Industrialization and Unions
In the rest of the country, the Civil War economy increased the pace of industrialization and unleashed a new spirit of acquisition and accumulation. Under unregulated capitalism, the ruthless reaped the greatest rewards. Carnegie, Vanderbilt, Morgan and Rockefeller monopolized whole industries—steel, railroads, finance and oil. They built large industrial works that reached across the continent. Using force, fraud and unscrupulous business practices, they crushed competitors. They then colluded with each other to control the costs of production and the prices charged to consumers. Openly buying politicians to ensure they could write the economic rules and stack the deck in their favor, they accumulated unimaginable wealth. And they then fought fiercely to keep it.
In the second half of the 19th century, immigrants from Ireland, Italy and Eastern Europe crowded into tenements in Boston, Chicago, New York and Philadelphia while Chinese immigrants were herded into “Chinatowns” in San Francisco. Immigrants were consigned to large, dangerous factories, and paid wages that fluctuated with regular recessions, making them ripe for union organizing and all manner of radical ideas like a 40-hour work week and rising wages.
The new industries, larger factories and denser population centers created fertile ground for rapid union growth. A greater concentration of skilled workers in one place allowed traditional craft unions to grow, and large factories put multiple trades under one roof, enhancing the potential for federated structures like the one that would become the American Federation of Labor. The skilled trades still were overwhelmingly native-born white Protestant males in the 19th century; and because they earned relatively higher wages, they were able to pay dues for strike funds, sick pay, unemployment assistance and burial insurance. They were reluctant to organize unskilled Irish and Italian Catholic immigrants.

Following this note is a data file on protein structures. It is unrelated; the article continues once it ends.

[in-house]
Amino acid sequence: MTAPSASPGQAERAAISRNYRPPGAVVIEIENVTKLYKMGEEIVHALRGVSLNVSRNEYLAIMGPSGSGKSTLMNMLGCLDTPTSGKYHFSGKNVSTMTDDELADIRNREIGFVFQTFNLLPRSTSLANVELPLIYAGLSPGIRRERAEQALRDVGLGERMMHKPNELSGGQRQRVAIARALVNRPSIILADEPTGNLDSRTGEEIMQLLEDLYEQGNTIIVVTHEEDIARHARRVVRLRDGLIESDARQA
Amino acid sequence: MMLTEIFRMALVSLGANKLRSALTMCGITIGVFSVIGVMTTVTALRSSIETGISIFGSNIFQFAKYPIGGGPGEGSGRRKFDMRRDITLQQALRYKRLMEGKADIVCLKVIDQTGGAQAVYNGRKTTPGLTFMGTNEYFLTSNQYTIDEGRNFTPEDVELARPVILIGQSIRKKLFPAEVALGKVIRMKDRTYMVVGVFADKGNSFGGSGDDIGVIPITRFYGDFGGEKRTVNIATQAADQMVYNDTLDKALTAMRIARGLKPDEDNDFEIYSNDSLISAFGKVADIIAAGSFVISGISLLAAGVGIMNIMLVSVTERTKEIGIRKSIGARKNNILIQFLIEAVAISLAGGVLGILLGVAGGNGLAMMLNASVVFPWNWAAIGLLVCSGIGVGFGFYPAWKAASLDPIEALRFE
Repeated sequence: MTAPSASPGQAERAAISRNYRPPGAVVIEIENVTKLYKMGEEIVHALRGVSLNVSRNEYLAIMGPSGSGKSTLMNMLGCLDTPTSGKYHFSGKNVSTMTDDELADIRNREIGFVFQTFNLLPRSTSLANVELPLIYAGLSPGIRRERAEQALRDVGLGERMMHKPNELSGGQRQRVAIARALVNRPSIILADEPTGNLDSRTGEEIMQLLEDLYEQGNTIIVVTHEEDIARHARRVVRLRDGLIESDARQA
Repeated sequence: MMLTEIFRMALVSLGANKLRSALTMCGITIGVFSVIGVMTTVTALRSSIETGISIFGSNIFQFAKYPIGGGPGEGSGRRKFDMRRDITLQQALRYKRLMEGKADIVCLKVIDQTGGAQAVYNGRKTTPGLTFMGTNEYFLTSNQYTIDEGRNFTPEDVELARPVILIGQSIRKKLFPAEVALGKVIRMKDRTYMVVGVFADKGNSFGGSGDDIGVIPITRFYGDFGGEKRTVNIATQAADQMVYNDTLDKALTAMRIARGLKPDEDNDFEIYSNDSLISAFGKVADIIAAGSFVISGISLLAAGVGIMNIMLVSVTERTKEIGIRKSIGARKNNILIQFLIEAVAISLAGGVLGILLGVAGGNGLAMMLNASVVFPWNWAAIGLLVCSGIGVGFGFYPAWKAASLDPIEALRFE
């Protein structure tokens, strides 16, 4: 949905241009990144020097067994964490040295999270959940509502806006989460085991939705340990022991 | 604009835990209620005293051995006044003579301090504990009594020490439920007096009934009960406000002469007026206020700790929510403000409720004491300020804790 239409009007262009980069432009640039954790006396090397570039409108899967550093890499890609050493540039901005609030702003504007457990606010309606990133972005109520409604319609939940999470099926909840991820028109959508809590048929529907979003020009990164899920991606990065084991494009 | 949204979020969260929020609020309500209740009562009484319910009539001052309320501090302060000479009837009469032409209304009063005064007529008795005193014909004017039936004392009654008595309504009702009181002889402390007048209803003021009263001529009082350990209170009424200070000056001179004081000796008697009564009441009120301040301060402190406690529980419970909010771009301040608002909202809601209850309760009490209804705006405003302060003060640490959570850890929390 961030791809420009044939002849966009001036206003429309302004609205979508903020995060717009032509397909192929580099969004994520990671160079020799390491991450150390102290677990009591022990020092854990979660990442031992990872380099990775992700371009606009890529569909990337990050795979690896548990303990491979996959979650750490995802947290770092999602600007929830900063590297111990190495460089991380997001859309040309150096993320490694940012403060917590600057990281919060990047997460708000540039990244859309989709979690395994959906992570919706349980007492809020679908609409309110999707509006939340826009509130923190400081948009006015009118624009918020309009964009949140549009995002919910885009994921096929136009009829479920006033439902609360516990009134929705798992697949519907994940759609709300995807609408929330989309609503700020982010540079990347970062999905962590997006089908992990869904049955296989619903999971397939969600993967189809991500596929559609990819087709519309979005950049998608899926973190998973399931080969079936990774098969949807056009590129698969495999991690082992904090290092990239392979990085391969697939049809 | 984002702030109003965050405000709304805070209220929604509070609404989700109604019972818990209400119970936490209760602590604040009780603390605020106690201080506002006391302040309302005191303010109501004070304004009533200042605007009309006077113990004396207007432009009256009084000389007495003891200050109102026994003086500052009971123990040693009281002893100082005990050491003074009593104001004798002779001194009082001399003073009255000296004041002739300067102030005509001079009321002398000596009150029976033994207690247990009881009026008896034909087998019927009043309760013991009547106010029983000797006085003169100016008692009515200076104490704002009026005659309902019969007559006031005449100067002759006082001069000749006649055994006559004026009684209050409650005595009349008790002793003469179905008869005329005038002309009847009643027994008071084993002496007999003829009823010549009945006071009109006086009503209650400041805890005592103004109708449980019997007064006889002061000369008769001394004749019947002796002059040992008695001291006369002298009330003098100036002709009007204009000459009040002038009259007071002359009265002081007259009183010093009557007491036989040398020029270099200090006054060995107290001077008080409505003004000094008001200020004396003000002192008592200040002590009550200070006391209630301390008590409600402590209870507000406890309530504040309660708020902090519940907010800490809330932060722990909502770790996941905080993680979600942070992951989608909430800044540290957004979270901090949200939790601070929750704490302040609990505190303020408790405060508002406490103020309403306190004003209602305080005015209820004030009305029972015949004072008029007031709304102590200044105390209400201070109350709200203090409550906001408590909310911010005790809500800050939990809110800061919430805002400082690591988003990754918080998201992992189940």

Other unions did so enthusiastically. The Knights of Labor, founded in 1869, wanted to organize all workers—skilled and unskilled, men and women, white and black—within an industry. They taught immigrants their rights as citizens, built cooperatives, provided economic education and promoted political reform. A railroad strike the Knights of Labor organized became a turning point in industrial conflict.
A Knights’ wildcat strike in 1877 eventually embraced 100,000 workers, but ended in riots, property damage and state militia and federal troops being called out in seven states. After the Pittsburgh militia fired into a crowd and killed several people, workers retaliated by destroying 39 buildings, 104 locomotives and 1,245 train cars. At the strike’s end, 100 to 200 people were dead and many hundreds more were injured or imprisoned.